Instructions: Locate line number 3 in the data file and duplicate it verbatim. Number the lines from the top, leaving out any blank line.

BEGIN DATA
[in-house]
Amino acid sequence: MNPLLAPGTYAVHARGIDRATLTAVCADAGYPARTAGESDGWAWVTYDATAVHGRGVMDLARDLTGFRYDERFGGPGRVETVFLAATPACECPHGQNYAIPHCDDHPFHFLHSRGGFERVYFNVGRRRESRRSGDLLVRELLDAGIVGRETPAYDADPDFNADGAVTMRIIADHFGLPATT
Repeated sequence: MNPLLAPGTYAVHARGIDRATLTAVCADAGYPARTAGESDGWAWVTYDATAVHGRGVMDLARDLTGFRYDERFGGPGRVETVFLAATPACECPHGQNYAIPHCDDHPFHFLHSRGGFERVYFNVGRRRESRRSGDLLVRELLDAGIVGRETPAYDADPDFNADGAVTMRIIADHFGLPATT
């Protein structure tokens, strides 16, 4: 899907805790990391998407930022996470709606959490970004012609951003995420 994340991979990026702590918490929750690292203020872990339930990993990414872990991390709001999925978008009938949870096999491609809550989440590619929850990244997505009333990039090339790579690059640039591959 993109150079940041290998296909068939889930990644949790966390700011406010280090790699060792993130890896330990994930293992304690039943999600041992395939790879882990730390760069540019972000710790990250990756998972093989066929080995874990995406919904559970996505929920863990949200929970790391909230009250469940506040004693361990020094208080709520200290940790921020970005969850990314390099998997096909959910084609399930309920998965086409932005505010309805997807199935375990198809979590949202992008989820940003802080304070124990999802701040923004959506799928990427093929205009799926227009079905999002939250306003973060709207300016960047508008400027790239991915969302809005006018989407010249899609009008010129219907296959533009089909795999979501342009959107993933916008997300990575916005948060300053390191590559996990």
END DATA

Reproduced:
Repeated sequence: MNPLLAPGTYAVHARGIDRATLTAVCADAGYPARTAGESDGWAWVTYDATAVHGRGVMDLARDLTGFRYDERFGGPGRVETVFLAATPACECPHGQNYAIPHCDDHPFHFLHSRGGFERVYFNVGRRRESRRSGDLLVRELLDAGIVGRETPAYDADPDFNADGAVTMRIIADHFGLPATT